Moneypit SEL, are you suggesting that I short the aux fan so it is always on? I have noticed for some time that the engine operates at high temperatures. I believe I have a leak or something else that has caused a pressure loss in the cooling system and have not had time to diagnose it. Do you think this high temp operating condition could cause the higher NOx?
Yup. Heat causes NOx. Running the fan for the test may well allow you to pass. Shutting the engine off and allowing it to cool down may also work. There's nothing else in your test numbers to indicate any other type of problem.

What do you mean by 'engine operates at high temperatures'? Do you just think it too high, or did it used to run cooler? What temperature is it running at now? If it engine used to run cooler than it does now, fixing that will fix the NOx.
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  #8  
Old 08-16-2005, 01:32 PM
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Please read my referenced threads, which explain how NOx is created. It is created in the flame front at 4500 degrees F and has nothing to do with engine coolant temperature.

Retarding timing reduces peak combustion temperature and significantly reduces NOx even though it increases coolant temperature due to the higher EGT transfering heat to the cooling system as the exhaust gas traverses the exhaust port. How do you think my car's NOx measured low double digits?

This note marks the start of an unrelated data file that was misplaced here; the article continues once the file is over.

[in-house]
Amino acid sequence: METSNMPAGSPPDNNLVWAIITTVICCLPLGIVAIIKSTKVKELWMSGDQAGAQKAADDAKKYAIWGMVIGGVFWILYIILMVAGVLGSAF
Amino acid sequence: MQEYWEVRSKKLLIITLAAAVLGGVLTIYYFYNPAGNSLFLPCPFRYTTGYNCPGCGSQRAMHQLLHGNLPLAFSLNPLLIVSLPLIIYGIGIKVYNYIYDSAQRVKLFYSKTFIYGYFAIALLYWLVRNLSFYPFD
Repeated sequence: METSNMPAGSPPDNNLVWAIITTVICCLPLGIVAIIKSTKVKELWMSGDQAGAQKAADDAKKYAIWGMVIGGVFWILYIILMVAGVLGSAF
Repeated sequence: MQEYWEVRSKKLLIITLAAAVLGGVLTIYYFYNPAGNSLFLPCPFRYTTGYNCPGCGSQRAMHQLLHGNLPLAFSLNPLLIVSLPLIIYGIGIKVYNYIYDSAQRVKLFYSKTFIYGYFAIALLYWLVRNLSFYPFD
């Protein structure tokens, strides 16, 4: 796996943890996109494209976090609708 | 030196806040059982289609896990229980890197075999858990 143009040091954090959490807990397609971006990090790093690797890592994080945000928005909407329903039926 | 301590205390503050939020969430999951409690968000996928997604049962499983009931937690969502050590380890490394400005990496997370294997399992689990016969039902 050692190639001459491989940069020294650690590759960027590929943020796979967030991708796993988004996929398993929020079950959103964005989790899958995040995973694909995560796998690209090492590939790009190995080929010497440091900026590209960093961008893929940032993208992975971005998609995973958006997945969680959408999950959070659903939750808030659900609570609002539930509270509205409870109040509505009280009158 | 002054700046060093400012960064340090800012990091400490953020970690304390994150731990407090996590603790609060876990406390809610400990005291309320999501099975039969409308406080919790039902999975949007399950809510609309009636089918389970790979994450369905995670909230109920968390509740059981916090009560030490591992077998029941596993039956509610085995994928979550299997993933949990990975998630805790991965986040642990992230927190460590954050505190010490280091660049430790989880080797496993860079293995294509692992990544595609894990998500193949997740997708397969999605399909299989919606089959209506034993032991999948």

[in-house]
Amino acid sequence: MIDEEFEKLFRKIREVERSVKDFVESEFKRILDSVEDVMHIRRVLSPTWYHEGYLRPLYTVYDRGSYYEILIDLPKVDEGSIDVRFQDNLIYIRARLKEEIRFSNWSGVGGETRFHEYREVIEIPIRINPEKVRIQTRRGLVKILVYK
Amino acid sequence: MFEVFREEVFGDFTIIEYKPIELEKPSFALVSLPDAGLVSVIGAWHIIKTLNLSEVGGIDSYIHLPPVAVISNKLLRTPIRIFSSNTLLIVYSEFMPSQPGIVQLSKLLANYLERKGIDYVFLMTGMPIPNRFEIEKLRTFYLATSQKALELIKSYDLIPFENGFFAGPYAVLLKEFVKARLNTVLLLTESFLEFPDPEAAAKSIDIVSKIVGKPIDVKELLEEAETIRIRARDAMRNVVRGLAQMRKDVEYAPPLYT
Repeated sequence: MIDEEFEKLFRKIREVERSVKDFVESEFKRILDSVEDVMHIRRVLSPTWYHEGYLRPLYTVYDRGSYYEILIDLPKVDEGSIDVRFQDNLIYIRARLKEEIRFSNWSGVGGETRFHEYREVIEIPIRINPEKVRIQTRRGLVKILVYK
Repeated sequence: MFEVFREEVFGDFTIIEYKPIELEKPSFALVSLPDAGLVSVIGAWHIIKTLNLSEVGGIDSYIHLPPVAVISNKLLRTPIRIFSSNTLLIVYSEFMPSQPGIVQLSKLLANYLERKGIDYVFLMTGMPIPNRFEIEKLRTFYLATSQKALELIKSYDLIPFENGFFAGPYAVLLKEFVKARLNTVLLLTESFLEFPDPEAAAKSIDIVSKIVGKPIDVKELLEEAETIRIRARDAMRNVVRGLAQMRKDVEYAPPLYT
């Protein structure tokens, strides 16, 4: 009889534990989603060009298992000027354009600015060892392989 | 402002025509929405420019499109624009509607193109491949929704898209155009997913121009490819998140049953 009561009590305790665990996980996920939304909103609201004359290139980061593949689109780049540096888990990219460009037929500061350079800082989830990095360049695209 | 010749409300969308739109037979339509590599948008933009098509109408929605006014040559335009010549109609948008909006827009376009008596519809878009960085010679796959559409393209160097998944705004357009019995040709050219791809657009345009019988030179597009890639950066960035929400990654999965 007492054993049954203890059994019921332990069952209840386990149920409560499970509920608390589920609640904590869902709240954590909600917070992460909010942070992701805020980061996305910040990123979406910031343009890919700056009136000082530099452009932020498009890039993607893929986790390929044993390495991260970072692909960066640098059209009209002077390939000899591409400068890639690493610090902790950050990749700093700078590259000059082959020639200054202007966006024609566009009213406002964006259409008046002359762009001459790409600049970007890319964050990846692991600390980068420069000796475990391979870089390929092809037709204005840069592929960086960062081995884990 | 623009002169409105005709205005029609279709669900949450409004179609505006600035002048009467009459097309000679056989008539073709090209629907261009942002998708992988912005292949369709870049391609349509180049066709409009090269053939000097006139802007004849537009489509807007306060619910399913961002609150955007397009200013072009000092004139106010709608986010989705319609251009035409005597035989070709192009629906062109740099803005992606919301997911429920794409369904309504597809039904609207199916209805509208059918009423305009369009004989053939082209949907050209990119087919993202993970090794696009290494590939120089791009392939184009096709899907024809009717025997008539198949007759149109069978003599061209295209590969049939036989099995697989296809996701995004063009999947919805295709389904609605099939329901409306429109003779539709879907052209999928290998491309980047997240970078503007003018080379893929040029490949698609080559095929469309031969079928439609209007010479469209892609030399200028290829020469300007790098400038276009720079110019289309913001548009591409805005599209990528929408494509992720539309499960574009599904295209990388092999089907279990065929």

Also, high EGT keeps the converter hotter.

Some people here need to read the emissions information I posted and reference on this forum to learn what's going on and quit posting myths, misinformation, and amateur theories!

I did graduate research in IC engine emissions generation and control at the U. of Wisconsin Engine Reserach Center, and I understand the subject at a low level of detail.

If anyone has better credentials than this, I, and I'm sure others, would like to hear what they are.



Duke
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  #9  
Old 08-16-2005, 02:40 PM
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Are you seriously trying to say that an engine running too hot won't produce higher NOx readings? I've seen it happen with my own lil' eyes.